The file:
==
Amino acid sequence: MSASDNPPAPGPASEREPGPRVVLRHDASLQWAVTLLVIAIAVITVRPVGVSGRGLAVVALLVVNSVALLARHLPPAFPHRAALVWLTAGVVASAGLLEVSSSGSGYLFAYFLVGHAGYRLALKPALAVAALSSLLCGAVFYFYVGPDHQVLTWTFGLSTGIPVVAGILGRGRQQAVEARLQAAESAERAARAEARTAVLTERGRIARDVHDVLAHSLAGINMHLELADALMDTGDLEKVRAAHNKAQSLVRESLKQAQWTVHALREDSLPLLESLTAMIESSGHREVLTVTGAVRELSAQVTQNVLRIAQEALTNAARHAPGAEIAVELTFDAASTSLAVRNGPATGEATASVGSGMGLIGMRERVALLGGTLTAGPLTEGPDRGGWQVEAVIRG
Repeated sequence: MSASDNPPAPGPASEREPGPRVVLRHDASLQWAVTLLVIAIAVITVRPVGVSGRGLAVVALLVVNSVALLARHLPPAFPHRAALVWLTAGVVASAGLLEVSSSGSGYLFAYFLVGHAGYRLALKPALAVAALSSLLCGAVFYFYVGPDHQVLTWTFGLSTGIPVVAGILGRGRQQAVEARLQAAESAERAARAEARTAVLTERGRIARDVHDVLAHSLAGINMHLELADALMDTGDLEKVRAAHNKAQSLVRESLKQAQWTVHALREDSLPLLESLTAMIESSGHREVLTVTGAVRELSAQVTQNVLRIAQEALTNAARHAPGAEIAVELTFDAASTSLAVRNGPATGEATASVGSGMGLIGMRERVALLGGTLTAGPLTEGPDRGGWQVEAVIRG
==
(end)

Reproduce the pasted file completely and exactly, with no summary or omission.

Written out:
Amino acid sequence: MSASDNPPAPGPASEREPGPRVVLRHDASLQWAVTLLVIAIAVITVRPVGVSGRGLAVVALLVVNSVALLARHLPPAFPHRAALVWLTAGVVASAGLLEVSSSGSGYLFAYFLVGHAGYRLALKPALAVAALSSLLCGAVFYFYVGPDHQVLTWTFGLSTGIPVVAGILGRGRQQAVEARLQAAESAERAARAEARTAVLTERGRIARDVHDVLAHSLAGINMHLELADALMDTGDLEKVRAAHNKAQSLVRESLKQAQWTVHALREDSLPLLESLTAMIESSGHREVLTVTGAVRELSAQVTQNVLRIAQEALTNAARHAPGAEIAVELTFDAASTSLAVRNGPATGEATASVGSGMGLIGMRERVALLGGTLTAGPLTEGPDRGGWQVEAVIRG
Repeated sequence: MSASDNPPAPGPASEREPGPRVVLRHDASLQWAVTLLVIAIAVITVRPVGVSGRGLAVVALLVVNSVALLARHLPPAFPHRAALVWLTAGVVASAGLLEVSSSGSGYLFAYFLVGHAGYRLALKPALAVAALSSLLCGAVFYFYVGPDHQVLTWTFGLSTGIPVVAGILGRGRQQAVEARLQAAESAERAARAEARTAVLTERGRIARDVHDVLAHSLAGINMHLELADALMDTGDLEKVRAAHNKAQSLVRESLKQAQWTVHALREDSLPLLESLTAMIESSGHREVLTVTGAVRELSAQVTQNVLRIAQEALTNAARHAPGAEIAVELTFDAASTSLAVRNGPATGEATASVGSGMGLIGMRERVALLGGTLTAGPLTEGPDRGGWQVEAVIRG